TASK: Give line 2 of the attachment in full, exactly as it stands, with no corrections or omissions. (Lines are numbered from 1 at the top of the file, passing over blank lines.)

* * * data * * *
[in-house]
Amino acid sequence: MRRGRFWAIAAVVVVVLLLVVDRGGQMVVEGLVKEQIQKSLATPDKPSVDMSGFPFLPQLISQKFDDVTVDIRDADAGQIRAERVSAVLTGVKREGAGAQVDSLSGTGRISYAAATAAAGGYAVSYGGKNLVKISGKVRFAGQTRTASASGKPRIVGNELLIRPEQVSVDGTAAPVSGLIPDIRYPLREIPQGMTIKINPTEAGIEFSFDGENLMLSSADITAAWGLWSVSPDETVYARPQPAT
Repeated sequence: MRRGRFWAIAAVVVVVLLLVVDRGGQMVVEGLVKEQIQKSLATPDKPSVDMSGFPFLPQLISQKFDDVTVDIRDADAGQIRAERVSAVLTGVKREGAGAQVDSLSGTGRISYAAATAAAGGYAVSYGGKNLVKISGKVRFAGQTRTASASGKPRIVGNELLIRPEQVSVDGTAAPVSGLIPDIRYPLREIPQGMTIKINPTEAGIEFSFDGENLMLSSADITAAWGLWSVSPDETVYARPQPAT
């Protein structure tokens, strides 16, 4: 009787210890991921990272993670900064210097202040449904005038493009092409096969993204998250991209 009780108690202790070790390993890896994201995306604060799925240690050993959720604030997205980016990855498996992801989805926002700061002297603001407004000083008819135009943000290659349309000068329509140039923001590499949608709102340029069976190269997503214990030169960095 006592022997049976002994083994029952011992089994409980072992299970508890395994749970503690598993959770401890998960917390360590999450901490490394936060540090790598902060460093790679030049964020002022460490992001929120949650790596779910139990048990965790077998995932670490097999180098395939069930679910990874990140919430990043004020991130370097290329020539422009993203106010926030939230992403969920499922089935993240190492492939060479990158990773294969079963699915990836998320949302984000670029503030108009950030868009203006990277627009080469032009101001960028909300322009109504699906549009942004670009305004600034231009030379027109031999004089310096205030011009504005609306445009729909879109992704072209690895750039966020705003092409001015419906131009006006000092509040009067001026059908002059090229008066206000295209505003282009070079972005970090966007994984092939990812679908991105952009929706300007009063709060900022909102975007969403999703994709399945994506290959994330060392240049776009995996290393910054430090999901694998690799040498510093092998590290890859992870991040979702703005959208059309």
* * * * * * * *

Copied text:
Amino acid sequence: MRRGRFWAIAAVVVVVLLLVVDRGGQMVVEGLVKEQIQKSLATPDKPSVDMSGFPFLPQLISQKFDDVTVDIRDADAGQIRAERVSAVLTGVKREGAGAQVDSLSGTGRISYAAATAAAGGYAVSYGGKNLVKISGKVRFAGQTRTASASGKPRIVGNELLIRPEQVSVDGTAAPVSGLIPDIRYPLREIPQGMTIKINPTEAGIEFSFDGENLMLSSADITAAWGLWSVSPDETVYARPQPAT